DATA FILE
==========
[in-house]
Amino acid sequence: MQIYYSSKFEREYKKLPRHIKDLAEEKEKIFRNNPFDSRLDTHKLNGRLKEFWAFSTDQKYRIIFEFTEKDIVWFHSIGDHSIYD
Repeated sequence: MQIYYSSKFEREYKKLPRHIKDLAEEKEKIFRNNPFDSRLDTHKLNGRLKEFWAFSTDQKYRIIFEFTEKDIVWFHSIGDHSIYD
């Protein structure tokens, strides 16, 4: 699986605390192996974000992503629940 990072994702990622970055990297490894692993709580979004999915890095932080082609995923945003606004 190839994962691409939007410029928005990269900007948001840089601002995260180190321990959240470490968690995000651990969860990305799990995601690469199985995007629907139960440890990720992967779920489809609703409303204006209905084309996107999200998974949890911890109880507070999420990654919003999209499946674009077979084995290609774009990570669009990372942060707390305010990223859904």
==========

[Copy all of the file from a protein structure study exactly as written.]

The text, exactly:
[in-house]
Amino acid sequence: MQIYYSSKFEREYKKLPRHIKDLAEEKEKIFRNNPFDSRLDTHKLNGRLKEFWAFSTDQKYRIIFEFTEKDIVWFHSIGDHSIYD
Repeated sequence: MQIYYSSKFEREYKKLPRHIKDLAEEKEKIFRNNPFDSRLDTHKLNGRLKEFWAFSTDQKYRIIFEFTEKDIVWFHSIGDHSIYD
């Protein structure tokens, strides 16, 4: 699986605390192996974000992503629940 990072994702990622970055990297490894692993709580979004999915890095932080082609995923945003606004 190839994962691409939007410029928005990269900007948001840089601002995260180190321990959240470490968690995000651990969860990305799990995601690469199985995007629907139960440890990720992967779920489809609703409303204006209905084309996107999200998974949890911890109880507070999420990654919003999209499946674009077979084995290609774009990570669009990372942060707390305010990223859904």